UCT mental health project receives donation

02 June 2002

Healthy minds: Soccer coach and group leader Donal (Mboyz) Msuniselwa and Mariette Tigler-Wybrandt from Makulu Creative Solutions.

EMPILWENI, a UCT administered mental health project located in Khayelitsha recently received a R30 000 donation from Cape Town-based Makulu Creative Solutions. The company's Executive Director of Operations, Mariette Tigler-Wybrandi, said that one of the reasons they were attracted to the project was Empilweni's efforts to uplift the Khayelitsha community by teaching them life skills.

The project serves children, adolescents and their extended families who present emotional and behavioural difficulties. "Our aim is to improve mental health in Khayelitsha through the provision of cost-effective primary mental health care services to children and adolescents, and by developing the capacity of key community members to deal with psychosocial problems," says Dr Catherine Ward of the Department of Psychiatry and Mental Health.

On a recent visit to the centre, Piet Meyer, the Minister of Health for the Provincial Administration of the Western Cape (PAWC), and Dr Linda Hering, Director of the Associated Psychiatric Hospitals, both expressed their admiration for the project and the commitment of the staff to the children of Khayelitsha.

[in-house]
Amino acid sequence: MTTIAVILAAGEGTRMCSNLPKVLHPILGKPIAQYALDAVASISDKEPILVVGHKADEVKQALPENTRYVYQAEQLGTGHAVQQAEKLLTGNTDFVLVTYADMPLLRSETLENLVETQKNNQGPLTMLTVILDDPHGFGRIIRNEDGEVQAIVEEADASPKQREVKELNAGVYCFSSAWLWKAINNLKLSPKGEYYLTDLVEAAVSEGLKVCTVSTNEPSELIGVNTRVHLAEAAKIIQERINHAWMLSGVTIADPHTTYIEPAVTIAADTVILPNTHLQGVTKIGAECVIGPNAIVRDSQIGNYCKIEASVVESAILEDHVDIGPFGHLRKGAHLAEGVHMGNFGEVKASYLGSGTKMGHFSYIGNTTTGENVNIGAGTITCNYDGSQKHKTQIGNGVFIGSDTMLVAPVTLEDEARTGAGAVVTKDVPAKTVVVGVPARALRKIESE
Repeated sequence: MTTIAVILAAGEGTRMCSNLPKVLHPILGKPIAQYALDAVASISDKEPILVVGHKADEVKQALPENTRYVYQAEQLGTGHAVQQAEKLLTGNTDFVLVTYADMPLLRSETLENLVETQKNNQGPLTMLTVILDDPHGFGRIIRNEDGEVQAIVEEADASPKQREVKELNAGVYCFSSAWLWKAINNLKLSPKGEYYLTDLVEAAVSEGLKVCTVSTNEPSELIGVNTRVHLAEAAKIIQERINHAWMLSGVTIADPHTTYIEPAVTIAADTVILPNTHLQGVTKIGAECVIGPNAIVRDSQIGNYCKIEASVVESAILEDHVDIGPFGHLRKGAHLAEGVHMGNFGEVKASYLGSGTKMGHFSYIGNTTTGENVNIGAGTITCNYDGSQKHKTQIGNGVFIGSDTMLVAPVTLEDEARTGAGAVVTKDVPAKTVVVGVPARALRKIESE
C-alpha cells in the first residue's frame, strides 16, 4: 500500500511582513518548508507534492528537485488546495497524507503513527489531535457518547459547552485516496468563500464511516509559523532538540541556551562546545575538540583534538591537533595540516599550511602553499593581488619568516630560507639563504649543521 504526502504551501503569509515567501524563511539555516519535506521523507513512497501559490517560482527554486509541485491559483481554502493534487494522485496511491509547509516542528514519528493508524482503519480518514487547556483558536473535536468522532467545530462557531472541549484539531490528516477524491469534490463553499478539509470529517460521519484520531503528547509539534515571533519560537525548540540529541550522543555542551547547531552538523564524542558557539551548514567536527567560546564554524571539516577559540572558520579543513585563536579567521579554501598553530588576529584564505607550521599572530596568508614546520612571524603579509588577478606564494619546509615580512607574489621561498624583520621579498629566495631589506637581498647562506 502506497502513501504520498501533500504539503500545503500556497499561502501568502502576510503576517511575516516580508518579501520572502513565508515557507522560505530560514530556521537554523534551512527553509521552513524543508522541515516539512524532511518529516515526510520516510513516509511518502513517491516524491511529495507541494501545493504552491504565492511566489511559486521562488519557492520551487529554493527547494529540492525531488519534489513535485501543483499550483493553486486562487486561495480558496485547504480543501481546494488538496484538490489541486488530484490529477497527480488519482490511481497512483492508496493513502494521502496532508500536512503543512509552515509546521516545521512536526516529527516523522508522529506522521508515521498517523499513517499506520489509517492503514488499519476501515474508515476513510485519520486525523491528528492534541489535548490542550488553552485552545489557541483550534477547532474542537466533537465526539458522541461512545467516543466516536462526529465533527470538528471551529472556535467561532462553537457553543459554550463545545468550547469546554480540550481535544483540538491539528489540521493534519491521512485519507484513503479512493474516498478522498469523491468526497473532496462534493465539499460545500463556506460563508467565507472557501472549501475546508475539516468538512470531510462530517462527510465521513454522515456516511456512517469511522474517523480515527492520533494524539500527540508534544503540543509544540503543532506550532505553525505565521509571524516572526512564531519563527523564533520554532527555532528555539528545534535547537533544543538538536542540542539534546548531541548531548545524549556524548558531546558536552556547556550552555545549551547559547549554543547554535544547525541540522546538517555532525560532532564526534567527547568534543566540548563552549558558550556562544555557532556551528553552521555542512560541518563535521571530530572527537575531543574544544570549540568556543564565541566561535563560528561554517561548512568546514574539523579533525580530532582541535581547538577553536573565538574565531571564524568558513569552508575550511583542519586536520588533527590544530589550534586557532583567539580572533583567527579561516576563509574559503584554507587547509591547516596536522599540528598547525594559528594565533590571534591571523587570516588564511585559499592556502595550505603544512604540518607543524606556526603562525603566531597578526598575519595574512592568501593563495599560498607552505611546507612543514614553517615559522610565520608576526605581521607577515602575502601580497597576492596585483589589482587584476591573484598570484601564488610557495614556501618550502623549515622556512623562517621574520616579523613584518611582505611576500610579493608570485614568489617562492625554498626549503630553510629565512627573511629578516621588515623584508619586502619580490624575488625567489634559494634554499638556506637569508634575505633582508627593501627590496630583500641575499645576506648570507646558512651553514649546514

Empilweni is currently funded by the Department for International Development (DFID) and is administered by UCT's Department of Psychiatry and Mental Health.

According to Ward, Empilweni was developed in response to the findings of an epidemiological study conducted during 1992 by UCT. "The study provided evidence of a high rate of psychosocial distress among children and adolescents in Khayelitsha, which was compounded by a lack of appropriate resources to intervene. Both parents and members of representative health committees requested urgent help for their children."

The project personnel consists of five trained community mental health care workers who deliver culturally appropriate services under the supervision of a clinical psychologist and social worker. The centre offers a number of group-based mental health interventions, like a parent support and skills training group, therapy groups for children with behavioural problems, as well as a soccer club for boys to practise life skills taught in their support groups.

The most common mental health problems that are managed include: scholastic difficulties; behaviour problems; conduct disorder; family conflict; depression; anxiety and sexual abuse and rape.

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